But some of the best things that have happened this past year have taken two forms: one is in the form of epiphanies. Not the Holy kind. No one is having a miracle baby. My epiphanies were the insightful kind that only happen with too much alone time and a mind trying to entertain itself. I learned a lot about stuff I thought I had already sorted through. Turns out, I hadn’t…but maybe now I have. The other best thing has been the closeness I actually feel to people who are anywhere from an arm’s length away to infinity. There haven’t been too many conversations between friends and family where the phrase “I love you” hasn’t been said. I hear it and say it now more than I ever have and I truly believe it’s because we have all seen how precious and sacred life actually is. Truth be told, we are all scared shitless and are loving each other like shipwreck survivors to dry land. It’s just a theory but it seems to fit.
I would be remiss if I didn’t mention that my fabulous and brilliant daughter graduated with two master’s degrees in 2020 AND is working full-time as a head librarian! Sure, she had been furloughed before her job even began but it began eventually. Maybe the celebratory cake ended up in New Jersey instead of Brooklyn and we didn’t get to woohoo in person, but we managed to celebrate all the same and dote on her with lots of love. Life is solidly good for her. I can’t ask for much more.
I know that 2020 has been hard on almost every fiber of our beings, but it has also been very good. We try harder to connect. We make eye-contact. We love more openly. We look out for each other.
Hurricanes, tornadoes, politics, racial injustice, a global pandemic, and the repercussions of it all have me counting my blessings. There are so many. It has certainly been a year of change and of personal growth; of trying to break through the compost of life so we can see the sun again; to bloom.
2021 holds the promise of what we have worked so hard to rise above in 2020. I feel like the past year has prepared me in ways that I have yet to unfold for the beauty, glory, and abundance of the new year ahead. I feel ready for it.
Thank you 2020. I learned so much and I am now ready to apply what I’ve learned to 2021.
Happy New Year.
I love you.
It’s the end of December and I’m finally getting around to raking my lawn. This is how December goes in the South. I see green. Weeds are still trying to dominate my efforts in the gardens and leaves are still clogging my gutters and occupying space reserved for grass.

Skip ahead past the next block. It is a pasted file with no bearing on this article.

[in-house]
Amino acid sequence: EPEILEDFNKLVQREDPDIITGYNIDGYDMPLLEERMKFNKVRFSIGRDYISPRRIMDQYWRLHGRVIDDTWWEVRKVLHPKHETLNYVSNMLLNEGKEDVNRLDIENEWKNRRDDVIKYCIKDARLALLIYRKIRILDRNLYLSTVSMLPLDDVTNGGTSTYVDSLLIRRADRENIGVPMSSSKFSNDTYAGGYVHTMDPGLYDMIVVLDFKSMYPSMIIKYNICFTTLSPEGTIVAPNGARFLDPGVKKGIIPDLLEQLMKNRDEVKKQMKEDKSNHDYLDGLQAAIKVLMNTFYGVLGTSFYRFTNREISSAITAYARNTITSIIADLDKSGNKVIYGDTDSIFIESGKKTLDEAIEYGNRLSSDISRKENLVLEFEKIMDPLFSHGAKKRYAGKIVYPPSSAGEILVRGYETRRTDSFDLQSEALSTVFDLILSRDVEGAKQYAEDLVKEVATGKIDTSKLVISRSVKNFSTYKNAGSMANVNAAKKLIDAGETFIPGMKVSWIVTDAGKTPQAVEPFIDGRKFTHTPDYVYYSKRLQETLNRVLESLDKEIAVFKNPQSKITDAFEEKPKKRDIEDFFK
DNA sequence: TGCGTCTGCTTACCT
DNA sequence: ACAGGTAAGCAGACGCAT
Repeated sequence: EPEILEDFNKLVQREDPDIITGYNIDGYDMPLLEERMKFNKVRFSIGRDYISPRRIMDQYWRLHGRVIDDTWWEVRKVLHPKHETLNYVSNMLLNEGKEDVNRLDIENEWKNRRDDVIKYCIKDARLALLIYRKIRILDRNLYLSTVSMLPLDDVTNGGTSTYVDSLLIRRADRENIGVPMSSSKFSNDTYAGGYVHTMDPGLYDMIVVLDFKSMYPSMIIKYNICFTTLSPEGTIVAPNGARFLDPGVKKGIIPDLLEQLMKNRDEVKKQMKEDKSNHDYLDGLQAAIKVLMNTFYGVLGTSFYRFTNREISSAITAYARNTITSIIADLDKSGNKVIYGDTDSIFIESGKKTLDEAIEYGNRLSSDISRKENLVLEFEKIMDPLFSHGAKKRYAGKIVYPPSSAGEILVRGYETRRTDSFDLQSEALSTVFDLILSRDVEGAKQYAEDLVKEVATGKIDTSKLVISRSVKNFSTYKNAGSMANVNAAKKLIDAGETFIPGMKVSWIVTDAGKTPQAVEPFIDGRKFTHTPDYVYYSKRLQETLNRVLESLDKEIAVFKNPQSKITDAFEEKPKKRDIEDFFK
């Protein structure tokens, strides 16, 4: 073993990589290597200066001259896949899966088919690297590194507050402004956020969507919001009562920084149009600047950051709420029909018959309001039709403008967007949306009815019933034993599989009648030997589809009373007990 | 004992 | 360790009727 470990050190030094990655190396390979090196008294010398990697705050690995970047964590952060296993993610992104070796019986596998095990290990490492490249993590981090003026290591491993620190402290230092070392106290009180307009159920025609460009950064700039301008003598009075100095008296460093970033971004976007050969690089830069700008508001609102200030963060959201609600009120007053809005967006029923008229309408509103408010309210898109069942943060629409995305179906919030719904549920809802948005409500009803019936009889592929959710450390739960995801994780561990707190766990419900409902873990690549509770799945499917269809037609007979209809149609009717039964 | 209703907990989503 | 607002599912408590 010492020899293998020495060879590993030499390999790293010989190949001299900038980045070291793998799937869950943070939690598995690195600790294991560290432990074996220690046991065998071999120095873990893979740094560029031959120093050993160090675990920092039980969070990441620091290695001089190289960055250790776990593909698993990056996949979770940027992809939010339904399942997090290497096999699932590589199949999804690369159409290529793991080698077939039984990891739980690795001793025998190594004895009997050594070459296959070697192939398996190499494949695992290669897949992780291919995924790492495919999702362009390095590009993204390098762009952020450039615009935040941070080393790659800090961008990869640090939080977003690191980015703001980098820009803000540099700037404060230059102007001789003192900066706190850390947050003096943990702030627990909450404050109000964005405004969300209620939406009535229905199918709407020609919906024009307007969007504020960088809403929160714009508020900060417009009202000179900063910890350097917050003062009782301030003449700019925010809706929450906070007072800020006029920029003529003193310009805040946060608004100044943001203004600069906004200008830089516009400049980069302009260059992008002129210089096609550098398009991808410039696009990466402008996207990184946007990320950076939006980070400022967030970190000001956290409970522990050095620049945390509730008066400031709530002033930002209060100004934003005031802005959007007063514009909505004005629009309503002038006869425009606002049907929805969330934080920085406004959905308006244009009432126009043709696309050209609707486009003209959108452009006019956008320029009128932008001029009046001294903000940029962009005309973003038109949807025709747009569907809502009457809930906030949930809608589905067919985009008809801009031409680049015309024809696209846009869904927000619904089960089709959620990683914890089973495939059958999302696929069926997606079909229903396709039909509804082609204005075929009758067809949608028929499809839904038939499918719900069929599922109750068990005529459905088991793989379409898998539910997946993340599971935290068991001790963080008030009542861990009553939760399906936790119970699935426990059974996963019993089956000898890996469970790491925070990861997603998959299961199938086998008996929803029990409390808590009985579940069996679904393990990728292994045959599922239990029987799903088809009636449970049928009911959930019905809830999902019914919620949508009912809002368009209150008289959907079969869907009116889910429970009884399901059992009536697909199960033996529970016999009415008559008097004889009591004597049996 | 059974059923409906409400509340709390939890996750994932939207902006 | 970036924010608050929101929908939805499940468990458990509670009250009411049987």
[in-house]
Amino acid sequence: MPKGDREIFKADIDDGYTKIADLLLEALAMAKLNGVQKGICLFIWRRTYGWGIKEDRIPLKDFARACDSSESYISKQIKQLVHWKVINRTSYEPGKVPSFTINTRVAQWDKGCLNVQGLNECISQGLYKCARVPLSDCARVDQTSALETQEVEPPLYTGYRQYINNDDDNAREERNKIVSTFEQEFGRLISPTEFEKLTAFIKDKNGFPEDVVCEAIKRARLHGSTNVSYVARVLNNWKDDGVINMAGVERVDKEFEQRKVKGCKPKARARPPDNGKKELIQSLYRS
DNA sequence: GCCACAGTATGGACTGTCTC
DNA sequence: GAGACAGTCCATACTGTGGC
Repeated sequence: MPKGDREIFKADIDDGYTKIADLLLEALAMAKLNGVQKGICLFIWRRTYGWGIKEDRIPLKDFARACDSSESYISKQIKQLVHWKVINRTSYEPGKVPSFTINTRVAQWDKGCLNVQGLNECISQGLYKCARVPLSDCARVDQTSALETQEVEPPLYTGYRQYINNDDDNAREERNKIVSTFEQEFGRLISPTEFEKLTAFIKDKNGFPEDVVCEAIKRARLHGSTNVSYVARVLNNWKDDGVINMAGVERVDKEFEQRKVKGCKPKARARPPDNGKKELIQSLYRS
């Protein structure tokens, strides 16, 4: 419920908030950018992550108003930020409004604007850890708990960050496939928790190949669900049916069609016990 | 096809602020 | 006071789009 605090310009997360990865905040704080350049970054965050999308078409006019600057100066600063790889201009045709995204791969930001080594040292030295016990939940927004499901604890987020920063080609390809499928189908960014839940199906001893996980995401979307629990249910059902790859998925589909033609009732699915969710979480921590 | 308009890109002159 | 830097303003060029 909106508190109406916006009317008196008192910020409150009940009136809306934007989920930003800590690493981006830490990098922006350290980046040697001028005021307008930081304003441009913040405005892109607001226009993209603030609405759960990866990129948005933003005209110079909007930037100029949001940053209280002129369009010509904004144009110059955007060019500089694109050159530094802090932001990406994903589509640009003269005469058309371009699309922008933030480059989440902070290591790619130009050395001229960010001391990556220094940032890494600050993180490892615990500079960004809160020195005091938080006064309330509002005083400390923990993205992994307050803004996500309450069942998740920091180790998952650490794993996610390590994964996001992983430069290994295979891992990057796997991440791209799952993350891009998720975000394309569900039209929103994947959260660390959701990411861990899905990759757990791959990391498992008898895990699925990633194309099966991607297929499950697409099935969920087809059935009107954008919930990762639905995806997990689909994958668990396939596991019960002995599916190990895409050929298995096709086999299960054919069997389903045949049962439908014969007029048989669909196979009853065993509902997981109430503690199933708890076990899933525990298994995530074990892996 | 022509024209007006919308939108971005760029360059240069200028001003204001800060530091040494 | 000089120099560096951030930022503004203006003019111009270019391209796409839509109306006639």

I moved to the South six years ago from Wisconsin and never imagined raking leaves in December or needing to wear a sweater because the temperature was in the mid-50’s. What was once considered summer weather now gives me chills. Where I’m from, this time of year frost gathers on eyelashes while taking the brisk walk from the office to the car. Local Parks in the North intentionally flood the low spots for outdoor ice-skating rinks, and everyone owns their own ice skates.
Where I’m from, a toboggan is a sled with rudders. Here, it’s a hat. Imagine the conversation I had with a new friend from the South who got an unwanted toboggan for the holidays. My first question was, “where do you even use it?” and she said, “outside.” “Clearly,” I said. I wanted to know if there was snow enough to use it and she assured me that it gets cold here. It took us a long time to understand why I was so baffled by the concept of a toboggan in the South. When we finally did figure it out, my following question was, “what do you call a scarf?”
As nostalgic as I might be for snow and snowy type activities like making snowmen, shoveling, sliding down the driveway on my ass, and using the cold as an excuse to day drink hot whiskey drinks, raking leaves this time of year has its upsides too. For starters, I can recognize my neighbors because they aren’t disguised as the Michelin man for a jaunt outside. I also see neighbors because being outside in December in the South is lovely. Southerners have no reason to hibernate or send smoke signals from the fireplace. This is bonfire and marshmallow weather here.
This year, raking leaves had me waxing retrospectively about snow, snakes and personal growth.
The first year I owned my home here, I had raked the leaves into a pile, just like we did when I was a kid up North with a goal of romping, kicking, and scattering the leaves in a hey of wild abandon. I had big plans that included friends, puppies, and cider drinks.
As I prepped the pile, an old neighbor stopped by and poked the leaves with his cane. He said I 'ought come over to him for a spell.' The rasp of his deep drawl sounded out a warning that snakes like leaf piles in these parts and that “y’all (meaning me) might ought be more careful.”
Sure enough, I re-spread the leaves on the lawn and uncovered a small den.
Just to be clear, this was not a calm or collected event. I threw down my rake, swearing f*cks and Mother’s of God and more f*cks as I leapt a gate onto the patio, threw open my back door while simultaneously throwing my gloves out of the door, and skivvied in my kitchen while still dropping more f-bombs. Neighbors within ear shot were certain that a spawn of the devil had moved in next door the way I cursed and used God's name with the same mouth. They were probably as frightened of me than I was of the snakes.
It took me days to pick the rake back up. It had been contaminated with snake. The leaves were bagged one at a time and touched as if they were toxic. Each one lifted had the potential to uncover another snake. It was a very long raking season.
The following year, I found a class on snakes in the South and learned that I really only had one reason to be afraid out of dozens: the copperhead. The snakes in my leaf pile were a harmless garden variety that liked to eat grubs and I had a lot of those.
I also learned that snakes like wood piles. Frogs like clogged gutters. Skinks like compost piles and little green geckos love to sneak into my house and surprise me when I water my plants.
The steep learning curve keeps me swearing a lot but I’m learning to swear less…or at least to keep God out of the explicative mix. I’ve picked up the language of the South much in the same manner that I’ve grown accustomed to the heat and the lack of true cold. Sometimes I think I miss snow…but I’ve learned that I can throw my back out just as good with a rake as I can with a shovel.